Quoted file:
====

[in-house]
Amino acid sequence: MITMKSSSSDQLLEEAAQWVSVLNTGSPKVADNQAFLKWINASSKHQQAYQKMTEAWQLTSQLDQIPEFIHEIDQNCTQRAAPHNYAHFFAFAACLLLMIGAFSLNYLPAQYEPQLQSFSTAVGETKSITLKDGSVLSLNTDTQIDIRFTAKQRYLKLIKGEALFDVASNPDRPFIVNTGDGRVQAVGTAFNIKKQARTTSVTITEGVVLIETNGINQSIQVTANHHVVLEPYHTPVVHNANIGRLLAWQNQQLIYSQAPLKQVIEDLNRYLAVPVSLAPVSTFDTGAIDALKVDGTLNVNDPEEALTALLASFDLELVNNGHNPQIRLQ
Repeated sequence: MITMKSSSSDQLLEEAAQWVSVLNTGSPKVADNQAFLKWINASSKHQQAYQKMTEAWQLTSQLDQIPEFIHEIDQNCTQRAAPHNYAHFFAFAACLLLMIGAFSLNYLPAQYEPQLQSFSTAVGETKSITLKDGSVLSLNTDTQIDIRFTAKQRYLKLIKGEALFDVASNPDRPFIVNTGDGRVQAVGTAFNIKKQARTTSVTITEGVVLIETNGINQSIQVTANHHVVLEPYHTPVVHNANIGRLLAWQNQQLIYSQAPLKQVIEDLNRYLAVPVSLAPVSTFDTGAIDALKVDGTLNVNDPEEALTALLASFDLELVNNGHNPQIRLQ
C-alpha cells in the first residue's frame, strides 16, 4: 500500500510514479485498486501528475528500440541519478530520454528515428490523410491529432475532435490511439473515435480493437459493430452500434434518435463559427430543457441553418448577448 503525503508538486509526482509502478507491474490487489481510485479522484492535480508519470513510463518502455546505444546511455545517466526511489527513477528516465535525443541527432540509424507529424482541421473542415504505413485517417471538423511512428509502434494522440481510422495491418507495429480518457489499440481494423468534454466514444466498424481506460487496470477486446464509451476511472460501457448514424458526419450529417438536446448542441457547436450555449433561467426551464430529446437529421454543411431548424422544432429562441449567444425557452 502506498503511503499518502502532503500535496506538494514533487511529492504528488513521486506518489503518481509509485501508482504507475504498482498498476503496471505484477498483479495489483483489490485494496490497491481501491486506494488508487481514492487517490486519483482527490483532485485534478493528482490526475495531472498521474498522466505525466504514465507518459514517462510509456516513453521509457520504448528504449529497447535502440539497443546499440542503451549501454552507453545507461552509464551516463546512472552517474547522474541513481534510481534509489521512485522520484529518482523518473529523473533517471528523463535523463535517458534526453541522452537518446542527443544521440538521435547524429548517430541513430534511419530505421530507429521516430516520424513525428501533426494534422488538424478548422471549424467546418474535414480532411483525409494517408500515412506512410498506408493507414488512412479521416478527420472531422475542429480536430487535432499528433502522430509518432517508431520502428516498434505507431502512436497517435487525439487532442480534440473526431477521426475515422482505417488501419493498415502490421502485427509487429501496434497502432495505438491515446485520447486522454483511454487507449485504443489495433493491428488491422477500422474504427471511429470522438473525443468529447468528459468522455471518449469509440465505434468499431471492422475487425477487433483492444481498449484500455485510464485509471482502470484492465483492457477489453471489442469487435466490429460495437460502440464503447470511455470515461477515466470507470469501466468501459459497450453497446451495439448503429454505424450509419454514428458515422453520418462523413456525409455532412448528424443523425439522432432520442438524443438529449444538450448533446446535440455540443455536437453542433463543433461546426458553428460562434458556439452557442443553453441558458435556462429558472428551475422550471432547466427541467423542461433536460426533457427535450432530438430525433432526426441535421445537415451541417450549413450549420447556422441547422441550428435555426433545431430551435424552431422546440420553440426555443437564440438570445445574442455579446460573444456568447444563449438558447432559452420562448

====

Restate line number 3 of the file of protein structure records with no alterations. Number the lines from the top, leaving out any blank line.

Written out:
Repeated sequence: MITMKSSSSDQLLEEAAQWVSVLNTGSPKVADNQAFLKWINASSKHQQAYQKMTEAWQLTSQLDQIPEFIHEIDQNCTQRAAPHNYAHFFAFAACLLLMIGAFSLNYLPAQYEPQLQSFSTAVGETKSITLKDGSVLSLNTDTQIDIRFTAKQRYLKLIKGEALFDVASNPDRPFIVNTGDGRVQAVGTAFNIKKQARTTSVTITEGVVLIETNGINQSIQVTANHHVVLEPYHTPVVHNANIGRLLAWQNQQLIYSQAPLKQVIEDLNRYLAVPVSLAPVSTFDTGAIDALKVDGTLNVNDPEEALTALLASFDLELVNNGHNPQIRLQ